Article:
I am working on a problem where I have a "target" variable $Z$ that I know for sure is influenced by a "predictor" $Y$. I also have a second predictor $X$ that is correlated with $Y$ (about -.3), and I would like to know whether is has an influence on $Z$

If I fit a linear model for $Z$ on $X$, I get a very significatively non-zero coefficient for the slope, but of course, this tells nothing, as any variable that is correlated with $Y$ would do so.

Next thing I tried was to fit a linear model for $Z$ on both $X$ and $Y$. The coefficients for both variables is significant, but, since the variables are correlated, I am not sure about the power of the model to "distinguish" between the effects of each of the predictors.

So I finally went for a third approach: I will build the model in two steps: First, I will fit a model for $Z$ on $Y$ to eliminate its effects. Then, I'll take its residuals $\epsilon_i$ and fit a second linear model for $\epsilon$ on $X$

Now my question is: Is this a valid method to achieve what I actually want to achieve? Also, should I add more complex terms in the "first-step" model, to eliminate other non-linear effects of $Y$ on $Z$?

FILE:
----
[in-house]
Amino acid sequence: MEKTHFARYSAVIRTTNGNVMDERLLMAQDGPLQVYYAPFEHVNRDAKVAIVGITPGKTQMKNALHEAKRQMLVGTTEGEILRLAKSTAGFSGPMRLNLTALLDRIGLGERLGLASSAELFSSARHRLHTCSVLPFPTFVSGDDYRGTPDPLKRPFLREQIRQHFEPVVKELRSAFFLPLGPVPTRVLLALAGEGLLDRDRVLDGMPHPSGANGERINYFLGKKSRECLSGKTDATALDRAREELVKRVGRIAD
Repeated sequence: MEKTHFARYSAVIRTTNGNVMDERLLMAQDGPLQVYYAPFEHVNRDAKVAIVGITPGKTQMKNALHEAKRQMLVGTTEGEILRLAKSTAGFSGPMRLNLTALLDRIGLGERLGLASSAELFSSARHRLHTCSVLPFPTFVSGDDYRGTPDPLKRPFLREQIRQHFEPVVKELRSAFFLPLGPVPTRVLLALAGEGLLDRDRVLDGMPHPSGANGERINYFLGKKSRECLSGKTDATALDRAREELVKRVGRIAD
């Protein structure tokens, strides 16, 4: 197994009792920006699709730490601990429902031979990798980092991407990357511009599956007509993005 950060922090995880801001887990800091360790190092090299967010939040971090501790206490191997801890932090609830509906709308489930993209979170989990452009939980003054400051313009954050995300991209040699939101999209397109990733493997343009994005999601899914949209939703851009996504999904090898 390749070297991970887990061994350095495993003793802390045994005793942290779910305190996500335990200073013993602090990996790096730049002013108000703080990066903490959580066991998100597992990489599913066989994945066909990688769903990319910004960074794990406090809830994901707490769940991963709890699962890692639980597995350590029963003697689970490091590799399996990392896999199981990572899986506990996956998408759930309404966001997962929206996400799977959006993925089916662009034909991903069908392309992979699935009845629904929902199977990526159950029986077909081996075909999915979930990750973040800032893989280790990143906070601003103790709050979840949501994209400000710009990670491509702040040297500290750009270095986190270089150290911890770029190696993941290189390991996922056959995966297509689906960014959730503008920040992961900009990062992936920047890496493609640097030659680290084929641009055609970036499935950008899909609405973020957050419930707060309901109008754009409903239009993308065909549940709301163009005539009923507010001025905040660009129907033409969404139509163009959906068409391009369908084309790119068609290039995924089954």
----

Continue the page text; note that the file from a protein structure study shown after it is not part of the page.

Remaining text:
NOTE: When I say "significant", I don't mean one of those $0.04$ $p$-values that fill mediocre research papers. I mean something more in the roum of $10^{-10}$, as sample and effect sizes are both quite big

  • $\begingroup$ Would you please post the data, or a link to the data? $\endgroup$ Jun 28, 2019 at 12:59
  • $\begingroup$ Unfortunatelly, the data belongs to my company, not myself $\endgroup$
    – David
    Jun 28, 2019 at 23:04
  • $\begingroup$ As far as I can see your third approach is the same as your second one. Have you actually tried it? $\endgroup$
    – mdewey
    Aug 4, 2020 at 10:16
  • $\begingroup$ None of this modeling is capable of assessing any amount of "influence:" all it can do is measure associations. When explanatory variables are correlated and you don't have any other variables to (conditionally) remove those correlations, it isn't possible to decompose their associations with the response variable, anyway. You have to think of them as working together. $\endgroup$
    – whuber
    Aug 11, 2020 at 20:32


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